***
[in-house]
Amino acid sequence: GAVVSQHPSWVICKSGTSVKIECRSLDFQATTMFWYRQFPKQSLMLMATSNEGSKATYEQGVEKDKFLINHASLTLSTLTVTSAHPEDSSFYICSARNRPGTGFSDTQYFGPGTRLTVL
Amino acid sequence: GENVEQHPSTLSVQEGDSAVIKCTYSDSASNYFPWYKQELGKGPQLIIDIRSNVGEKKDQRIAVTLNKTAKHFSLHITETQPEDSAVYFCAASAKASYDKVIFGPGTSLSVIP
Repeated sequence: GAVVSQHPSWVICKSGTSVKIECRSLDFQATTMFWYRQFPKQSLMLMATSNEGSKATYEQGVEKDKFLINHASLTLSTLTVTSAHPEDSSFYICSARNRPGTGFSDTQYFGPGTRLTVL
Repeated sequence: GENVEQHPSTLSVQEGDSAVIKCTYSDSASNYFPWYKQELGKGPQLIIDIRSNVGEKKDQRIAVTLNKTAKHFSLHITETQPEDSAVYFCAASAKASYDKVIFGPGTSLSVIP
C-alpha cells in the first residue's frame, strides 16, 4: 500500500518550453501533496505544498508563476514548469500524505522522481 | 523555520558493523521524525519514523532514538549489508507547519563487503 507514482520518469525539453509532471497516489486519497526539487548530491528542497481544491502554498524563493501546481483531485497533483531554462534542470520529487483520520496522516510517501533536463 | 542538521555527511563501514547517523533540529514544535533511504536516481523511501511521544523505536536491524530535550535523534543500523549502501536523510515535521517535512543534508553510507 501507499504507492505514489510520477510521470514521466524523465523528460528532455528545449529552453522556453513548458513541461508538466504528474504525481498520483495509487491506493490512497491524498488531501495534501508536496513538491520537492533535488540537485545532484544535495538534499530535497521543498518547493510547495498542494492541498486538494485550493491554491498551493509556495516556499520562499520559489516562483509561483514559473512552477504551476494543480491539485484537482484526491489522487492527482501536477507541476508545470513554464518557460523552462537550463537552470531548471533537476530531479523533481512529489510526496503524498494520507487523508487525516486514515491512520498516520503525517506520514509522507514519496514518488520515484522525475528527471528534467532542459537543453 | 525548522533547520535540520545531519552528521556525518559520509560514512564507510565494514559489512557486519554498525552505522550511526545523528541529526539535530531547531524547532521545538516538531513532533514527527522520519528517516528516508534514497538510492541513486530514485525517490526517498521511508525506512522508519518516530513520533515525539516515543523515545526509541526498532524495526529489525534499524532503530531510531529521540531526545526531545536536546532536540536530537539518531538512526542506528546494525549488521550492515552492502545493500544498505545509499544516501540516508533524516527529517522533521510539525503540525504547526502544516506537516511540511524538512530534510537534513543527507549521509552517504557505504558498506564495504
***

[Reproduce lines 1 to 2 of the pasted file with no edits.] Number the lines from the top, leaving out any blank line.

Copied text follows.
[in-house]
Amino acid sequence: GAVVSQHPSWVICKSGTSVKIECRSLDFQATTMFWYRQFPKQSLMLMATSNEGSKATYEQGVEKDKFLINHASLTLSTLTVTSAHPEDSSFYICSARNRPGTGFSDTQYFGPGTRLTVL